Possibility of experimental validation of criticality safety methodology in support of underground fuel storage efforts

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Critical systems which might be formed in geologic repositories as a result of long-term degradation of the storage media, leaching of plutonium from the storage media, and the redistribution of low concentrations of plutonium into underground sand layers or lenses can be characterized by positive reactivity feedback. Formation of such a systems can not be excluded when considering the burial of high enriched uranium or plutonium contaminated wastes or spent nuclear fuels. Although the probability of formation of a critical systems under such conditions is very low, the reliable prediction of neutron multiplication properties appears to be of great interest ... continued below

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6 p.

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Nikolaev, M.N. & Briggs, J.B. October 1, 1997.

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  • Nikolaev, M.N. State Scientific Center of Russian Federation, Obninsk (Russian Federation). Institute of Physics and Power Engineering
  • Briggs, J.B. Idaho National Engineering and Environment, Idaho Falls, ID (United States)

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Description

Critical systems which might be formed in geologic repositories as a result of long-term degradation of the storage media, leaching of plutonium from the storage media, and the redistribution of low concentrations of plutonium into underground sand layers or lenses can be characterized by positive reactivity feedback. Formation of such a systems can not be excluded when considering the burial of high enriched uranium or plutonium contaminated wastes or spent nuclear fuels. Although the probability of formation of a critical systems under such conditions is very low, the reliable prediction of neutron multiplication properties appears to be of great interest from a criticality safety view point. At the present time, all estimations of criticality are based only on evaluated neutron data because critical experiments are not available for large systems containing small quantities plutonium distributed throughout a typically encountered matrix material such as silicon dioxide. The possibility of providing such an experiment using the large Russian critical assemblies, BFS-1 or BFS-2, is considered. It is shown that critical systems containing small amounts of hydrogenous material (polyethylene) with positive reactivity feedback can by modeled in the BFS Facility.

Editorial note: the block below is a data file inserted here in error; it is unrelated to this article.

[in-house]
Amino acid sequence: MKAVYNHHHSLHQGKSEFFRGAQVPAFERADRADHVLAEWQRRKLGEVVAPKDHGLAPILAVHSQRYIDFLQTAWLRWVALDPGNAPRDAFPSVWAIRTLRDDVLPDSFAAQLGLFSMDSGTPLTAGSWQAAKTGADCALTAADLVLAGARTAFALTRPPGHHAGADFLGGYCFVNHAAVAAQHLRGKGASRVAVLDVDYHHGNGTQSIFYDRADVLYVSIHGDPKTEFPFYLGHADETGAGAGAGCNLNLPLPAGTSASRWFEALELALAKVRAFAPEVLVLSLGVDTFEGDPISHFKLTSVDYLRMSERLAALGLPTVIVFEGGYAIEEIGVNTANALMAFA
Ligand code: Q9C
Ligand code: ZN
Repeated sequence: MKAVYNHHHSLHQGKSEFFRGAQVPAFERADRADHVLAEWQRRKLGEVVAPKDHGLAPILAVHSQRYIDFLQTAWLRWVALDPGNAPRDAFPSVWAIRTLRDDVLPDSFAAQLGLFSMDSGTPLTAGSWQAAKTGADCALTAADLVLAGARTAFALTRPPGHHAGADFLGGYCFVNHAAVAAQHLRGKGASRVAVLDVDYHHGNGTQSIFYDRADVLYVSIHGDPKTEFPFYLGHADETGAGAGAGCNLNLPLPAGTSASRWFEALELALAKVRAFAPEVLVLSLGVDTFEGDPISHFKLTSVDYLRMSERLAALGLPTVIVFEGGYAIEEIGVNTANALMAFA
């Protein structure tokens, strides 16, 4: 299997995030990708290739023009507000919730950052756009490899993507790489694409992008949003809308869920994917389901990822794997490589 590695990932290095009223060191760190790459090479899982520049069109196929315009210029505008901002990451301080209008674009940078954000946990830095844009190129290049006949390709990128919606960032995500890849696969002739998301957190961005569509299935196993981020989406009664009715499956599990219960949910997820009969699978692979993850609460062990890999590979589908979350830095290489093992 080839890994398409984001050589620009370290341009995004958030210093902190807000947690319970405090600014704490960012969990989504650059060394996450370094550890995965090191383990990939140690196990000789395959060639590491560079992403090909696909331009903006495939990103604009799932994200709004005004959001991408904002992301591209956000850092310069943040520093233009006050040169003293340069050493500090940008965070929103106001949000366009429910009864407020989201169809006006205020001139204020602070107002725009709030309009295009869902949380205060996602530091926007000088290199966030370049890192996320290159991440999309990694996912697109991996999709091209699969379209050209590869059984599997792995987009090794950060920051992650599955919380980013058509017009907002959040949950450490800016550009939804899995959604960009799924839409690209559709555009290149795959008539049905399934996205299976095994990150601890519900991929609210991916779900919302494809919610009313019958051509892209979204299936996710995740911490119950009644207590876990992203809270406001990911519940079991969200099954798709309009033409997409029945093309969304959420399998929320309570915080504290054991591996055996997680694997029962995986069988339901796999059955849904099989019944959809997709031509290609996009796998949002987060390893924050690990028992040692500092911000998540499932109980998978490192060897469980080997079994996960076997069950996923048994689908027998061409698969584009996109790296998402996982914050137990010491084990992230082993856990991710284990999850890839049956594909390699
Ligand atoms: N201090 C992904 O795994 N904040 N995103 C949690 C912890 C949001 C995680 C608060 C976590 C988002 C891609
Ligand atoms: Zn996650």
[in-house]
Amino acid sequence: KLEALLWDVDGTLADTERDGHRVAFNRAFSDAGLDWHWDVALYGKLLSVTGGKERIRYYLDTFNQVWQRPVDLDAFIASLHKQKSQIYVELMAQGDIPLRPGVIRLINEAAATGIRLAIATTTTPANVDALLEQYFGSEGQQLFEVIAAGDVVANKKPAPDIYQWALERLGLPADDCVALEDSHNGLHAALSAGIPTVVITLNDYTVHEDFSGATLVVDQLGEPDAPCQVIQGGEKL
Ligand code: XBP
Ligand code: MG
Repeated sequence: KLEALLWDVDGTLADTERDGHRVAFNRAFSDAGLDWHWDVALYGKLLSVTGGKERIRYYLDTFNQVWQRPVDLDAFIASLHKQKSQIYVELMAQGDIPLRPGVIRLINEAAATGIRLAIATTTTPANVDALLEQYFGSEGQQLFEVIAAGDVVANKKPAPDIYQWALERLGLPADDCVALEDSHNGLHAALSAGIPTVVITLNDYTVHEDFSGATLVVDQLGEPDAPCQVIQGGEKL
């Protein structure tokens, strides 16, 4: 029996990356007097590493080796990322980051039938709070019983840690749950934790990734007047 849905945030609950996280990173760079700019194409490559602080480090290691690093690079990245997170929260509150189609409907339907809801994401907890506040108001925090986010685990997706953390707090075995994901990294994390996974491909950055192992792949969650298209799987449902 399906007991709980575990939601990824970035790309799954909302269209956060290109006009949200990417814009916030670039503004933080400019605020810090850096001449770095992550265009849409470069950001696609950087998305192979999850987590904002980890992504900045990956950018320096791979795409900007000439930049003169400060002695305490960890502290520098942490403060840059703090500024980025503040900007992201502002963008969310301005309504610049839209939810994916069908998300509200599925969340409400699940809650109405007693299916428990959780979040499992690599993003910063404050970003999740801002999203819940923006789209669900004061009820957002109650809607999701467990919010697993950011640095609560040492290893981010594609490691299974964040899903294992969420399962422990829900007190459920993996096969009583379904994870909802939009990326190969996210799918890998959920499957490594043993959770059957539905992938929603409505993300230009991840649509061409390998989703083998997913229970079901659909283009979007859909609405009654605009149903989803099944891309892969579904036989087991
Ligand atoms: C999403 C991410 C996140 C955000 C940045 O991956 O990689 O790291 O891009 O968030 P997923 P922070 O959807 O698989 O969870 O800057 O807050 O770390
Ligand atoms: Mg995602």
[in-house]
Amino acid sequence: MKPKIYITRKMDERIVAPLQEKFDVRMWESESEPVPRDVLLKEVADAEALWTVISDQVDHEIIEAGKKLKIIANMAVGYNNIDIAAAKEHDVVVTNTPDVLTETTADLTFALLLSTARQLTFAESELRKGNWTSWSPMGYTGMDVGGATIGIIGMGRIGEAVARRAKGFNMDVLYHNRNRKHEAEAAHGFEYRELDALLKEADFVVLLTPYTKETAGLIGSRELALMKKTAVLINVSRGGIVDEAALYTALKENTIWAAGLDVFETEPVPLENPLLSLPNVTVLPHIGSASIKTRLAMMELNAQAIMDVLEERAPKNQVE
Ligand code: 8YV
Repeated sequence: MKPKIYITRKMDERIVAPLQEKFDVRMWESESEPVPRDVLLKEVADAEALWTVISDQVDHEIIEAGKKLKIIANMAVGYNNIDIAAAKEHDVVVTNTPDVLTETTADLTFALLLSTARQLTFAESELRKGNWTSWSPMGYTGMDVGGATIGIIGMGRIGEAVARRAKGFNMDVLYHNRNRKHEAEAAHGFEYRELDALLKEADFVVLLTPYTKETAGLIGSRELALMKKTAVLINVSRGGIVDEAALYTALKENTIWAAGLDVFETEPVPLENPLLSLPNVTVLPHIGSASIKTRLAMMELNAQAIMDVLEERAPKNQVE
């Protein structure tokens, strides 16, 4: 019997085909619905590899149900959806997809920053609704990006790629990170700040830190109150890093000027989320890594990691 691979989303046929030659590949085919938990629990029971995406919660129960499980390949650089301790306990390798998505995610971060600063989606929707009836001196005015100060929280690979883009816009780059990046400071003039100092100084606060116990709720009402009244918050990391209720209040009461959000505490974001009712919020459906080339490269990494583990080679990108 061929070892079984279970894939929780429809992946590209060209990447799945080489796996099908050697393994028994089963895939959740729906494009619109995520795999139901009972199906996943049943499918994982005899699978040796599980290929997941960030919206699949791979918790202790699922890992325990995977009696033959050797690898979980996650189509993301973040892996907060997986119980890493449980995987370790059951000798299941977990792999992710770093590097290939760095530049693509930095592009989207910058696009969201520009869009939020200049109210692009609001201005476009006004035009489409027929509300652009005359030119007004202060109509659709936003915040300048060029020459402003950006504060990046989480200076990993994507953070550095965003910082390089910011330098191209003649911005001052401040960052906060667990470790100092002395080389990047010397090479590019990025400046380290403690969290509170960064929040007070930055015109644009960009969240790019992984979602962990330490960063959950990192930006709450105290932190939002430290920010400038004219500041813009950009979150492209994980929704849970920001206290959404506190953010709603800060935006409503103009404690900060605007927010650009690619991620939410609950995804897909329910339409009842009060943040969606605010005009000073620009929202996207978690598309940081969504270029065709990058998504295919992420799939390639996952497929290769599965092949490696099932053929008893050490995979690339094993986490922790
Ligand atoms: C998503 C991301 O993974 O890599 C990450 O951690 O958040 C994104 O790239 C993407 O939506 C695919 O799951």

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6 p.

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INIS; OSTI as DE98050309

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  • American Nuclear Society (ANS) topical meeting on criticality safety challenges in the next decade, Chelan, WA (United States), 7-11 Sep 1997

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  • Other: DE98050309
  • Report No.: INEL/CON--97-00636
  • Report No.: CONF-970926--
  • Grant Number: AC07-94ID13223
  • Office of Scientific & Technical Information Report Number: 565640
  • Archival Resource Key: ark:/67531/metadc694236

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Office of Scientific & Technical Information Technical Reports

Reports, articles and other documents harvested from the Office of Scientific and Technical Information.

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  • October 1, 1997

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  • Aug. 14, 2015, 8:43 a.m.

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  • April 25, 2016, 1:09 p.m.

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Nikolaev, M.N. & Briggs, J.B. Possibility of experimental validation of criticality safety methodology in support of underground fuel storage efforts, article, October 1, 1997; Idaho Falls, Idaho. (digital.library.unt.edu/ark:/67531/metadc694236/: accessed October 21, 2017), University of North Texas Libraries, Digital Library, digital.library.unt.edu; crediting UNT Libraries Government Documents Department.